Alexander Kusko

  • Solid-State DC Motor Drives

    Alexander Kusko

    Motor drives using solid-state power control elements though still in their early stages of development are progressing at a rapid pace. The next twenty-year period will see the electric automobile with thyristor speed control, the vast expansion of urban transportation using dc motor drive and thyristor-controlled electric trains, heavy on and off-highway vehicles of all types using gas turbines of air-conditioners, refrigerators, and other home appliances using solid-state controlled motors of all kinds.

    The purpose of this book is to bring together the technology of solid-state dc drives for the reader who wants to understand the principles, to specify and purchase drives, or to design his own drives. The principles used in the drives which will run the new machinery and appliances of the future will not differ from those described in this book, even though the packaging and ratings used in manufacturing may change.

    This is not a design text; design material is available in manufacturer's manuals. The material of the book stems from the author's consulting and teaching experience and from previously published papers. References for each chapter are furnished for those readers who wish to pursue the subject in each chapter in greater detail.

    The Table of Contents includes the following main chapters: 1. Drive Applications • 2. DC Motor Characteristics • 3. Rectifier Operation • 4. Single-Phase Drives • 5. Three-Phase Drives • 6. Series Universal Motor Drives • 7. DC-DC Drives • 8. Specification of Drives • 9. Control Equipment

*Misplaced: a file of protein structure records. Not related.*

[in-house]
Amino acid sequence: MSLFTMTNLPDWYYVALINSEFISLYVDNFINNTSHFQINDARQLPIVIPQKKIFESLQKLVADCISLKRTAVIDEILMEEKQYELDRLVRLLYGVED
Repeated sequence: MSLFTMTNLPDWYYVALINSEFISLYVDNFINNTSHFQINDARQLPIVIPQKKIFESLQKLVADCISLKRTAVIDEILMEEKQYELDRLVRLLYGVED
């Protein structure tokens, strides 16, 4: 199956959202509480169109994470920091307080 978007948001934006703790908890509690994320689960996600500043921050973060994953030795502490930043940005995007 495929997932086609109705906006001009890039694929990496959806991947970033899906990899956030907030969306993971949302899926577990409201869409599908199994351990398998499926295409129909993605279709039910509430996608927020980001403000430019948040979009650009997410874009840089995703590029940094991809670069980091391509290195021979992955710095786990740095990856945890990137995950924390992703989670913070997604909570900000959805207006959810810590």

This volume is the first in a new MIT Press series titled Monographs in Modern Electrical Technology of which Alexander Kusko, Lecturer in Electrical Engineering, M.I.T., and head of a firm of consulting engineers, will be the General Editor.

    • Hardcover $25.00
  • Computer-Aided Design of Magnetic Circuits

    Alexander Kusko and Theodore Wroblewski

    The general purpose of this book is to present the reader to the field of computer-aided design frame an industrial viewpoint. All computer-aided design work has the common function of providing results that extend the engineer's ability to build and sell devices and equipment. However, each technical area has its own specialized techniques and problems, and the particular purpose of the book is to present those for the design of magnetic circuits.

    After stating the design problem, the book discusses the pertinent assumptions, equations, and models; develops methods for handling the interface with the attached electric circuits and the sequence of steps for computer-aided design; and finally presents the flow diagrams and typical input and output forms in use.

    The chapters are so arranged that the simplest magnetic-circuit device, the reactor, is considered first, followed by leakage-reactance transformers and regulating transformers. The last chapter covers conventional multiwinding transformers. For each class of device, the theory and modeling are treated, followed by numerical examples and the approach to computer-aided design. Many examples are oriented toward lamp ballasts, because their magnetic-circuit operation is realistically complex and because most of the problems were prepared for their design.

    The authors originally developed the computer programs presented here for actual industrial use, in reducing design time for new transformers, in exploring new magnetic-circuit configurations, and in obtaining more accurate designs to reduce cut-and-try work on prototypes. To accomplish this, much preliminary work was necessary to develop analytical techniques and mathematical models for the magnetic circuits and the electric circuits in which they were placed. The mere transfer of hand-design methods to computer programs would not have been successful in yielding useful and realistic computer-aided design methods.

    • Hardcover $13.50